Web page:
Disparities Shrink With Aggressive Depression Screening

Mary Chris Jaklevic

April 11, 2022

An analysis at a large academic health system suggests that universal screening might help to reduce problematic disparities in depression treatment.  

The study began soon after the US Preventive Services Task Force recommended depression screening for all adults in 2016. The task force based this recommendation on evidence that people who are screened and treated experience fewer debilitating symptoms.

In the new research, the investigators analyzed electronic health record data following a rollout of a universal depression screening program at the University of California San Francisco (UCSF). The researchers found that the overall rate of depression screening doubled at six primary care practices over a little more than 2 years, reaching nearly 90%. The investigators presented the data April 9 at the Society of General Internal Medicine 2022 Annual Meeting in Orlando, Florida.

Meanwhile, screening disparities diminished for men, older individuals, racial and ethnic minorities, and people with language barriers — all groups that are undertreated for depression.

"It shows that if a health system is really invested, it can achieve really high depression screening," primary investigator Maria Garcia, MD, MPH, co-director of UCSF's Multiethnic Health Equity Research Center, told Medscape Medical News.

Methods for Identifying Depression

Dr Maria Garcia

The health system assigned medical assistants to administer annual screening using a validated tool, the Patient Health Questionnaire-2 (PHQ-2). A "yes" response to either of its two questions triggered a longer questionnaire, the PHQ-9, used to diagnose and guide treatment.

Screening forms were available in multiple languages. Medical assistants received training on the importance of identifying depression in undertreated groups, and a banner was inserted in the electronic health record to indicate a screening was due, Garcia said.

During the rollout, a committee was assigned to monitor screening rates and adjust strategies to target disparities.

Garcia and fellow researchers calculated the likelihood of a patient being screened starting in September 2017 — when a field for depression screening status was added to the system's electronic health record — until the rollout was completed on December 31, 2019.

Screening Disparities Narrowed for All Groups Studied

The screening rate for patients who had a primary care visit increased from 40.5% to 88.8%. Early on, patients with language barriers were less likely to be screened than English-speaking White individuals (odds ratios [OR], 0.55 - 0.59). Men were less likely to be screened than women (OR, 0.82; 95% CI, 0.78 - 0.86), and the likelihood of being screened decreased as people got older. By 2019, screening disparities had narrowed for all groups and were only statistically significant for men (OR, 0.87; 95% CI, 0.81 - 0.93).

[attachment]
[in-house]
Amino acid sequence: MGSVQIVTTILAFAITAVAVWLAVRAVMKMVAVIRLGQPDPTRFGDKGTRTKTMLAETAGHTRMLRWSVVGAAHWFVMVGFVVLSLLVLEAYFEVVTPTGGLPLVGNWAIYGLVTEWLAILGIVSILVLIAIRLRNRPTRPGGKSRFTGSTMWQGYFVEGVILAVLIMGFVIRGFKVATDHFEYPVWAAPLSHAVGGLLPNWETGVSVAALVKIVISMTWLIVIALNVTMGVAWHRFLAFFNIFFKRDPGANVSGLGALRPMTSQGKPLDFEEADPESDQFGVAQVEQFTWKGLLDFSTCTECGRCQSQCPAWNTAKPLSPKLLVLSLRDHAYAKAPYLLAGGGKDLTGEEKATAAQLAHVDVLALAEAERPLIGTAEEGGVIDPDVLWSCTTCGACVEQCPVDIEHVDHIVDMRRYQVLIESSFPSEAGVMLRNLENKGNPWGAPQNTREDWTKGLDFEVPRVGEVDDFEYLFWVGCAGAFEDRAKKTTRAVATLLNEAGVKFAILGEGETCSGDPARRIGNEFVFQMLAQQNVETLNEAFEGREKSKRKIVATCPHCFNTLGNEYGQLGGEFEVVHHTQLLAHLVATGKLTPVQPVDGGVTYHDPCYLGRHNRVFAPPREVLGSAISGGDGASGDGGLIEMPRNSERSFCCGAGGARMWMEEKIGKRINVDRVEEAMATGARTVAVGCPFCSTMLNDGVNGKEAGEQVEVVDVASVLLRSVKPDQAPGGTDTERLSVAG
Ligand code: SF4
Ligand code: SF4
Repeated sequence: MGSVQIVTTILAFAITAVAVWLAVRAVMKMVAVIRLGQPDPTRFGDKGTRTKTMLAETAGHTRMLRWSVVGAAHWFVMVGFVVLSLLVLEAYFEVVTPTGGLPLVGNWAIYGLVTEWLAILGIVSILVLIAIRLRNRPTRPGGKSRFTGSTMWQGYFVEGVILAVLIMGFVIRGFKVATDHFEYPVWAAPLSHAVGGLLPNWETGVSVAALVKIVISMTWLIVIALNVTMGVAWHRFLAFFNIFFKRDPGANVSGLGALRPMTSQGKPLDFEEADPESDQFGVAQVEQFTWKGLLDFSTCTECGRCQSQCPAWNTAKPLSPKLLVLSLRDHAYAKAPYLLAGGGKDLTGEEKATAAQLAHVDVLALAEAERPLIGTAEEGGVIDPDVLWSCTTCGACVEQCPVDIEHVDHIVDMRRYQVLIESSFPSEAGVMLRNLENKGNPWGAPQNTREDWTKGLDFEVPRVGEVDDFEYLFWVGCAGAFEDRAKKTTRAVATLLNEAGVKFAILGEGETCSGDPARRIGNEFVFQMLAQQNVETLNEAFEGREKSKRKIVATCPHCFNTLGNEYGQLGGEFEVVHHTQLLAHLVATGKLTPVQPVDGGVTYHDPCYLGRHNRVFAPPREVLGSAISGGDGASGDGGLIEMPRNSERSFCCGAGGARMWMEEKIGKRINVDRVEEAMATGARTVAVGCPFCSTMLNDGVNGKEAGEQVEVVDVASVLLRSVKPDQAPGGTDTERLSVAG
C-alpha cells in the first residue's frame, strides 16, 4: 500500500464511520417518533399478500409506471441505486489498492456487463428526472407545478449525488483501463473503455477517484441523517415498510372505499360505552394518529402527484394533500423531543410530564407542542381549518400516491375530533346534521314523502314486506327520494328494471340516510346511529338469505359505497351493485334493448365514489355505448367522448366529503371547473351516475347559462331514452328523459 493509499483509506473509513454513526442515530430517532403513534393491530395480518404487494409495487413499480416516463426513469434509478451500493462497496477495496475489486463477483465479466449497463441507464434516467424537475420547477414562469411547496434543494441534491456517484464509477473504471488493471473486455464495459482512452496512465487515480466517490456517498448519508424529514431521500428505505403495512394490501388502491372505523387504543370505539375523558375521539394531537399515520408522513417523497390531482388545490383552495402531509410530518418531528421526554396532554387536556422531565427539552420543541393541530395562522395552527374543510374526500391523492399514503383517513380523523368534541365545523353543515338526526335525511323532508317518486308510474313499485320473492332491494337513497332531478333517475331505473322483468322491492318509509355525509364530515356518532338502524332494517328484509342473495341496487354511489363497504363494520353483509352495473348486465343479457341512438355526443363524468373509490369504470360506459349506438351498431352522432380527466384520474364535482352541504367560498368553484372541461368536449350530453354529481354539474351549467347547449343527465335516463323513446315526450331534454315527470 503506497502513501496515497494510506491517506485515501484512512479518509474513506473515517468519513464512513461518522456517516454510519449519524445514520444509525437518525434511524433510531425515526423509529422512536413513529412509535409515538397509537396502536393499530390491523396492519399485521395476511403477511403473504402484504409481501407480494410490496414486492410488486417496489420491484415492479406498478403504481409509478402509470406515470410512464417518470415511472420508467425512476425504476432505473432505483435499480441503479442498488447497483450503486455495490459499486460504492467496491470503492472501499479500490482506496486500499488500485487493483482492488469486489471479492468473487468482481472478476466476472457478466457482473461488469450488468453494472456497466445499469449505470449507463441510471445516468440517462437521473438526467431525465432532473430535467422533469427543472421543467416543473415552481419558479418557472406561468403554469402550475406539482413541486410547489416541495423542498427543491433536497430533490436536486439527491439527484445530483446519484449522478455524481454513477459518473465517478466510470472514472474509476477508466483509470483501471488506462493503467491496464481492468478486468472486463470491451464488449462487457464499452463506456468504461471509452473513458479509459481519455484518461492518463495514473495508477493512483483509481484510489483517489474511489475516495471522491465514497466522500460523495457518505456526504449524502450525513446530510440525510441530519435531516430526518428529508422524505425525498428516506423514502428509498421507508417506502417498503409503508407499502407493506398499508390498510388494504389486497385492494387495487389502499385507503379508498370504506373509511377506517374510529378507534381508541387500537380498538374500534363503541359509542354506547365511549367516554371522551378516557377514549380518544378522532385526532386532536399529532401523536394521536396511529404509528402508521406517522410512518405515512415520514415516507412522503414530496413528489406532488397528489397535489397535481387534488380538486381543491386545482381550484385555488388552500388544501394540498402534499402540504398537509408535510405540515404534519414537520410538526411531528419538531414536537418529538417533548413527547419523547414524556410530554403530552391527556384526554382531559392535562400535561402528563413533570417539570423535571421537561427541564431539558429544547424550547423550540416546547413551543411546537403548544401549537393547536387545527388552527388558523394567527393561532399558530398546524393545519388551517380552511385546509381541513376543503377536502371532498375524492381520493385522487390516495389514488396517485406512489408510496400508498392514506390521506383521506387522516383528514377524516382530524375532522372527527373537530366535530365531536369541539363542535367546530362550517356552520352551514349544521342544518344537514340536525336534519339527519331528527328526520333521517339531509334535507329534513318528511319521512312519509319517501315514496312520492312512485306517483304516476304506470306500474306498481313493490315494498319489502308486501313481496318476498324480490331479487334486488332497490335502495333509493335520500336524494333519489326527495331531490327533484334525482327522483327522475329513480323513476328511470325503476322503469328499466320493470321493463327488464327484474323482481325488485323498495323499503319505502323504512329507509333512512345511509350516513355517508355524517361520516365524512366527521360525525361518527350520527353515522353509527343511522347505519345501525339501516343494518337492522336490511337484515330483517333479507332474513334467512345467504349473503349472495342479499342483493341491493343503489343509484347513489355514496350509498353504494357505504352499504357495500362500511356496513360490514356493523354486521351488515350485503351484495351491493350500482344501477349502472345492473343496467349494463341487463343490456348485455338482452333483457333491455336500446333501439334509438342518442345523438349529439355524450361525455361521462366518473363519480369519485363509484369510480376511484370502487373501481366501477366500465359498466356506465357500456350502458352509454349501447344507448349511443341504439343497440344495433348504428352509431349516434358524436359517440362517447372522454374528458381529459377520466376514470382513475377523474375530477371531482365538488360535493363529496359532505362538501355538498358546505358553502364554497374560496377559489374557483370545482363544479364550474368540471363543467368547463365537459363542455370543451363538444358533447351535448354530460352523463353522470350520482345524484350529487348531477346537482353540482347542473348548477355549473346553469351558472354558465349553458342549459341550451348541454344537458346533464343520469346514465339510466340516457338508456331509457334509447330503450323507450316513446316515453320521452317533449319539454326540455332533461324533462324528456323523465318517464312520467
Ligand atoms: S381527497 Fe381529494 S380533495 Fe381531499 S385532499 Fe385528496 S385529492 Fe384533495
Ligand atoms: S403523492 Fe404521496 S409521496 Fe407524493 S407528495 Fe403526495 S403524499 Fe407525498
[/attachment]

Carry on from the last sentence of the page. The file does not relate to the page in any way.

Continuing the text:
Dr Ian Kronish

Ian Kronish, MD, MPH, a general internist and associate professor of medicine at Columbia University in New York City, called the increases "impressive," adding that the data show universal depression screening is possible in a system that serves a diverse population.

Kronish, who was not involved in this study, noted that other research indicates screening does not result in a significant reduction in depressive symptoms in the overall population. He found this to be the case in a trial he led, which focused on patients with recent cardiac events, for example.

"Given all the effort that is going into depression screening and the inclusion of depression screening as a quality metric, we need definitive randomized clinical trials testing whether depression screening leads to increased treatment uptake and, importantly, improved depressive symptoms and quality of life," he said.

Garcia acknowledged more work needs to be done to address treatment barriers, such as language and lack of insurance, and assess whether greater recognition of depressive symptoms in underserved groups can lead to effective treatment. "But this is an important step to know that universal depression screening narrowed disparities in screening over time," she added.

Garcia and Kronish have disclosed no relevant financial relationships.

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